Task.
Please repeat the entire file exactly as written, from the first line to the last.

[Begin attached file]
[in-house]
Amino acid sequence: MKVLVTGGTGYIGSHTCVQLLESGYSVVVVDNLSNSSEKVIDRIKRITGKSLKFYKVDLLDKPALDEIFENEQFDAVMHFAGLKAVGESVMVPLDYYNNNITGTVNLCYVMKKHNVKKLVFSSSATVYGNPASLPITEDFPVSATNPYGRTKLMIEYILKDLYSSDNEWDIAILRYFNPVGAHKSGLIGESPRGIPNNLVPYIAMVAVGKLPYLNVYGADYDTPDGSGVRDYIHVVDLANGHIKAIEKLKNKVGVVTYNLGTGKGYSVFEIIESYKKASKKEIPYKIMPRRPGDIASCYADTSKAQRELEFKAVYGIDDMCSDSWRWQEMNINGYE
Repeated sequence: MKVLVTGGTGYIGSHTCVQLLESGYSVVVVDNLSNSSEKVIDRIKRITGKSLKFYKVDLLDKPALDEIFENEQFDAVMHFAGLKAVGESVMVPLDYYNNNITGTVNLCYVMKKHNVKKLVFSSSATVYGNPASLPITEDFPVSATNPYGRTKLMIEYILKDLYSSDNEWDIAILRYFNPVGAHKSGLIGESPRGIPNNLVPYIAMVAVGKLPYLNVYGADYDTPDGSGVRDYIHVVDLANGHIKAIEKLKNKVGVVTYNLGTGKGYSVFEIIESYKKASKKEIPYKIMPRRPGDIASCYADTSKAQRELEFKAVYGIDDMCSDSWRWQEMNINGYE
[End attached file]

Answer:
[in-house]
Amino acid sequence: MKVLVTGGTGYIGSHTCVQLLESGYSVVVVDNLSNSSEKVIDRIKRITGKSLKFYKVDLLDKPALDEIFENEQFDAVMHFAGLKAVGESVMVPLDYYNNNITGTVNLCYVMKKHNVKKLVFSSSATVYGNPASLPITEDFPVSATNPYGRTKLMIEYILKDLYSSDNEWDIAILRYFNPVGAHKSGLIGESPRGIPNNLVPYIAMVAVGKLPYLNVYGADYDTPDGSGVRDYIHVVDLANGHIKAIEKLKNKVGVVTYNLGTGKGYSVFEIIESYKKASKKEIPYKIMPRRPGDIASCYADTSKAQRELEFKAVYGIDDMCSDSWRWQEMNINGYE
Repeated sequence: MKVLVTGGTGYIGSHTCVQLLESGYSVVVVDNLSNSSEKVIDRIKRITGKSLKFYKVDLLDKPALDEIFENEQFDAVMHFAGLKAVGESVMVPLDYYNNNITGTVNLCYVMKKHNVKKLVFSSSATVYGNPASLPITEDFPVSATNPYGRTKLMIEYILKDLYSSDNEWDIAILRYFNPVGAHKSGLIGESPRGIPNNLVPYIAMVAVGKLPYLNVYGADYDTPDGSGVRDYIHVVDLANGHIKAIEKLKNKVGVVTYNLGTGKGYSVFEIIESYKKASKKEIPYKIMPRRPGDIASCYADTSKAQRELEFKAVYGIDDMCSDSWRWQEMNINGYE